On the heels of both the World Bank and IMF lowering their global growth forecasts, rating agency Standard & Poor’s (S&P) today warned of more sovereign downgrades than upgrades globally in 2016.
Of the 131 sovereigns Standard & Poor’s rates globally, 25 had negative outlook as against eight positive as of December 2015, a ratio of 3 to 1.
For the past three years, the international rating outfit has been maintaining a BBB- rating on India with a stable outlook.
According to S&P Chief Sovereign Ratings Officer Moritz Kraemer, the outlook balance — positive minus negative outlooks — has dropped to (-)17 from the seven-year high of (-)4 in June 2015.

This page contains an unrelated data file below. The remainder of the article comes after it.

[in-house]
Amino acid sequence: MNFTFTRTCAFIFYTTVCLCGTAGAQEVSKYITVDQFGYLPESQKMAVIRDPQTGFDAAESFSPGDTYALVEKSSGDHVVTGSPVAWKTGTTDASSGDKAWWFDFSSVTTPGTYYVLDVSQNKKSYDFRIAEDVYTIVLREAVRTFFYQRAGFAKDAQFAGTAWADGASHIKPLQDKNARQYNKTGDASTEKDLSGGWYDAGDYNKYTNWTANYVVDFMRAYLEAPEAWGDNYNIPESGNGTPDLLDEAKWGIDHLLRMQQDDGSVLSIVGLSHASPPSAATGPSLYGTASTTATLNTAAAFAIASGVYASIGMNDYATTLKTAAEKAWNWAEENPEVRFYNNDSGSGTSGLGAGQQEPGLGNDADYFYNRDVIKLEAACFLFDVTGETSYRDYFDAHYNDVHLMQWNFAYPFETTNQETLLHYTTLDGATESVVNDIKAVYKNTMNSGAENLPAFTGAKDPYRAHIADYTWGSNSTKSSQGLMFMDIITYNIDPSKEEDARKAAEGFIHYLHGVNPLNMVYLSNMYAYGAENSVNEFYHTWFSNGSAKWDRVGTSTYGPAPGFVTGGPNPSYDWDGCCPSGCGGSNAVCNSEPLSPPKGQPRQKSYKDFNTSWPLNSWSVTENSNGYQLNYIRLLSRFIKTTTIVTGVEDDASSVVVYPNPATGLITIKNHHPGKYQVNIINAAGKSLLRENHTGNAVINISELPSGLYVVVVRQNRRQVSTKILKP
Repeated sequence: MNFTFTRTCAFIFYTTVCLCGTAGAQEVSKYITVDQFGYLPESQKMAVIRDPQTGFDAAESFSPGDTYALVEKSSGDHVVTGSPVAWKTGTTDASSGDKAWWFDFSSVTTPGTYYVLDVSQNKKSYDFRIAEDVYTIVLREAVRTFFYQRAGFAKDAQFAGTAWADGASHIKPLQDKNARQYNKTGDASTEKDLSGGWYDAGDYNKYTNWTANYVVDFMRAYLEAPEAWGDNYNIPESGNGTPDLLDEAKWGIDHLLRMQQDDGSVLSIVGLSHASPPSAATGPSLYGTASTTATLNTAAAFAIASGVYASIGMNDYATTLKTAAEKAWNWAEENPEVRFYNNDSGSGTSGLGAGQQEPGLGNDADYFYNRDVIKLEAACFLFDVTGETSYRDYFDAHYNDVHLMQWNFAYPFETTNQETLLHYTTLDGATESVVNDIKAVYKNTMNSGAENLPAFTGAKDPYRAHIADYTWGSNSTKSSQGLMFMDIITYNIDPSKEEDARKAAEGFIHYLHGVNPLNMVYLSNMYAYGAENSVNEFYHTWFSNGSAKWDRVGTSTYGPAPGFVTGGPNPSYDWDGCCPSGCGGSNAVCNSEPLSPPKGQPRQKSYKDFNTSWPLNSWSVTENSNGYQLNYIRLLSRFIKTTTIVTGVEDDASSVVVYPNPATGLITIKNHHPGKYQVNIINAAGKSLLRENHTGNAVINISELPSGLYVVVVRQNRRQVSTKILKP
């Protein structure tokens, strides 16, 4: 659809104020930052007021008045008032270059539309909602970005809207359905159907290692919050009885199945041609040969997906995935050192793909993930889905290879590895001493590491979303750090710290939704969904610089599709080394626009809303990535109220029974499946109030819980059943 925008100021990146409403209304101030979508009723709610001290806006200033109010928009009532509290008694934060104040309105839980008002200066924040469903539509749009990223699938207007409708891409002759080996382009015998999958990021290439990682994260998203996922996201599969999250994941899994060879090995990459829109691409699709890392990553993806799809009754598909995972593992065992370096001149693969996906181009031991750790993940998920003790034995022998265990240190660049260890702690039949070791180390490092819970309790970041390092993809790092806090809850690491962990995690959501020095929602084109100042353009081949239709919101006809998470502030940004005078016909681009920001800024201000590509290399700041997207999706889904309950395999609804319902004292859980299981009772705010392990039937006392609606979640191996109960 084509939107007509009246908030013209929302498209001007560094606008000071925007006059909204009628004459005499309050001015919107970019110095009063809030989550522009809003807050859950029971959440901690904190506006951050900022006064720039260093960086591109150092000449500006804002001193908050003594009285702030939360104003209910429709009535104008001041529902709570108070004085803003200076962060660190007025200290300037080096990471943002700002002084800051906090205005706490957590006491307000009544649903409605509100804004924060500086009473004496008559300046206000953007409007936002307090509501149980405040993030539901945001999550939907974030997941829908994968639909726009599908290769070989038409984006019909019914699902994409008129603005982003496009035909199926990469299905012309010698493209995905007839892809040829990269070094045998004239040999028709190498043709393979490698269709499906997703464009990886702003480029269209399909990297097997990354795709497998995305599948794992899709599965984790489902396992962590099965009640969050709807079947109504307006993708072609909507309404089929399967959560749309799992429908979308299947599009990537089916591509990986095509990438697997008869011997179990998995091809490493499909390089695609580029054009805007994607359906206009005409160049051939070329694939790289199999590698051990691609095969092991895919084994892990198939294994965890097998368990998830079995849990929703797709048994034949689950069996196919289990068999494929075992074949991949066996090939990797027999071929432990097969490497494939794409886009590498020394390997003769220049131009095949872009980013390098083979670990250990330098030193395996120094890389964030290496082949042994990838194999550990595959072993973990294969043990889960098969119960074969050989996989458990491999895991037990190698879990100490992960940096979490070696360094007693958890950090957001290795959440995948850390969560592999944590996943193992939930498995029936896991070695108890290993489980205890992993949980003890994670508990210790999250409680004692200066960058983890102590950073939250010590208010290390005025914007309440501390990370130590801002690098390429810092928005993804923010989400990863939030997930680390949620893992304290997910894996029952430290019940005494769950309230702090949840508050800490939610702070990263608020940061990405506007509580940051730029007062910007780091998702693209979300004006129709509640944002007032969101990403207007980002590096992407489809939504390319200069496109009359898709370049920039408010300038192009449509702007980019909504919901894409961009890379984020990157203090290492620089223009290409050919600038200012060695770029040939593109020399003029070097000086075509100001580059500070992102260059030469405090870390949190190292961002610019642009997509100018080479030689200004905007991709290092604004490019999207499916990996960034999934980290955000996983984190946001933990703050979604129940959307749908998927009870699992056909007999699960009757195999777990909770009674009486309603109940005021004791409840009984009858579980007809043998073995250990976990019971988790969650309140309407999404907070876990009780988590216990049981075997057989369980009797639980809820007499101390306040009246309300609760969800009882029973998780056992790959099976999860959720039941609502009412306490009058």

This constitutes the most negative six-monthly swing in the outlook balance since December 2008, he said.
“The negative rating actions are likely to continue to outnumber positive actions over the coming 12 months.
“The dominance of downgrades is likely to accelerate this year compared to last,” he said in a report, adding that the negative outlooks have outnumbered positives since early 2008.
The second half of 2015, however, saw a reversal of the gradually improving trend in the outlook balance that had begun in 2013, he said.
Over the past year, the outlook balance has deteriorated in all global regions except Asia-Pacific, which continues to have a rare positive balance of (+)1.
The deterioration was most pronounced in West Asia, the Commonwealth of Independent States (CIS) and Africa, where the negative balance doubled to (-)12, an all-time regional low.
Latin America and the Caribbeans (to -4 from -2) saw more moderate deterioration during 2015, as had Europe (to -2 from 0), the agency said.